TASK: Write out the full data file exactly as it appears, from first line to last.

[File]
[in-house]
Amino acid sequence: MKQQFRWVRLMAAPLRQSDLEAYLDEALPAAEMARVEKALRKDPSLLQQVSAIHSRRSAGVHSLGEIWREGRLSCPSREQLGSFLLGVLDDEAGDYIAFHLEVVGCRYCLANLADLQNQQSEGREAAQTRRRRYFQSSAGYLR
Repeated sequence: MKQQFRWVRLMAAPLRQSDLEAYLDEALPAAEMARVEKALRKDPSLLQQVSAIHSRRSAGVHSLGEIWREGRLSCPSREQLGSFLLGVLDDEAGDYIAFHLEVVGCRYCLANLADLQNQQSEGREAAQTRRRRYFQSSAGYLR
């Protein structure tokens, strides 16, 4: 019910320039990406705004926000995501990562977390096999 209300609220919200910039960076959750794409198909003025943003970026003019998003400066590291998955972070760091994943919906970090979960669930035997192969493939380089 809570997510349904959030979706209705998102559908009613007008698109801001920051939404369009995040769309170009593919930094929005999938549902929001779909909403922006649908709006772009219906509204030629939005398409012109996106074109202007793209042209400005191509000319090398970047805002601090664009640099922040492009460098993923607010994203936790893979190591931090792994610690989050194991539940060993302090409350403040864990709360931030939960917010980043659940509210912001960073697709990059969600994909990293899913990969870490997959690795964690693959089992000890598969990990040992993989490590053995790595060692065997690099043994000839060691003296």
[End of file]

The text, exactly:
[in-house]
Amino acid sequence: MKQQFRWVRLMAAPLRQSDLEAYLDEALPAAEMARVEKALRKDPSLLQQVSAIHSRRSAGVHSLGEIWREGRLSCPSREQLGSFLLGVLDDEAGDYIAFHLEVVGCRYCLANLADLQNQQSEGREAAQTRRRRYFQSSAGYLR
Repeated sequence: MKQQFRWVRLMAAPLRQSDLEAYLDEALPAAEMARVEKALRKDPSLLQQVSAIHSRRSAGVHSLGEIWREGRLSCPSREQLGSFLLGVLDDEAGDYIAFHLEVVGCRYCLANLADLQNQQSEGREAAQTRRRRYFQSSAGYLR
């Protein structure tokens, strides 16, 4: 019910320039990406705004926000995501990562977390096999 209300609220919200910039960076959750794409198909003025943003970026003019998003400066590291998955972070760091994943919906970090979960669930035997192969493939380089 809570997510349904959030979706209705998102559908009613007008698109801001920051939404369009995040769309170009593919930094929005999938549902929001779909909403922006649908709006772009219906509204030629939005398409012109996106074109202007793209042209400005191509000319090398970047805002601090664009640099922040492009460098993923607010994203936790893979190591931090792994610690989050194991539940060993302090409350403040864990709360931030939960917010980043659940509210912001960073697709990059969600994909990293899913990969870490997959690795964690693959089992000890598969990990040992993989490590053995790595060692065997690099043994000839060691003296």